Pregnancy is also considered a pre-existing condition and will be excluded if you decide to take out medical insurance cover whilst you are already pregnant (more on this in the International private medical insurance and maternity article).

Depending on the type of the condition, its severity and the underwriting standards of each insurer, a pre-existing medical condition can be subject to a permanent exclusion, a temporary exclusion, or a surcharge. Furthermore, if a prospective client presents too high a medical risk for the insurer, they may also decide to refuse cover completely.

Why do health insurance companies apply these exclusions?

Companies offering international medical insurance are not obliged to cover a person if the risk of serious illness is high. Equally, local private health insurance companies in many countries may apply the same system, such as private medical insurers in the UK.

The health insurance companies operate according to similar principles as other types of insurance companies; guard against future risk rather than against anything which is current or has already occurred. For example, in the case of car insurance, it is not possible to buy a damaged car and then insure it so that the insurance covers the repairs. The same principle applies to any type of insurance, and health insurance is no exception. In effect, insurance companies are risk managers and if they covered very high risks or those already proven, they would not be economically viable.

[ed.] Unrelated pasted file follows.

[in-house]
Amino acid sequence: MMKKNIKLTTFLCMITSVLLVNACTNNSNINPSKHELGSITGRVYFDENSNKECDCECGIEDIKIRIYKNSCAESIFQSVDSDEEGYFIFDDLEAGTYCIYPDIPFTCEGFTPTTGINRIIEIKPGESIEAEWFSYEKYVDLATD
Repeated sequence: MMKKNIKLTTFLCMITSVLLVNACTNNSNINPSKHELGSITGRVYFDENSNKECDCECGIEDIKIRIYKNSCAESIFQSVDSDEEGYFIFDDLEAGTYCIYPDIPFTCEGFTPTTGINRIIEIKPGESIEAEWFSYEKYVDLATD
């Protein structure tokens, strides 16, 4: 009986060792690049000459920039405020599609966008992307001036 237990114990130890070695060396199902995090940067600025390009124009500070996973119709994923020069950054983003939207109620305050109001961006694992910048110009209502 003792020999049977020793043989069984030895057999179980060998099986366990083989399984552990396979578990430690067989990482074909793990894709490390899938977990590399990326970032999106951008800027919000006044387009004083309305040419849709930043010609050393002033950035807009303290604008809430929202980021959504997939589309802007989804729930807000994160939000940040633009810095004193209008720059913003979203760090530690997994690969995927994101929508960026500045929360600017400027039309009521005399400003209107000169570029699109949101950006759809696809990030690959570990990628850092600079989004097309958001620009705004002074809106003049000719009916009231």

With regards to health insurance, pre-existing medical conditions can often represent a high risk of re-occurrence. Unconditional cover from insurers would lead to economic loss. This would considerably increase their tariffs, which would ultimately render their products financially unaffordable for their policy holders.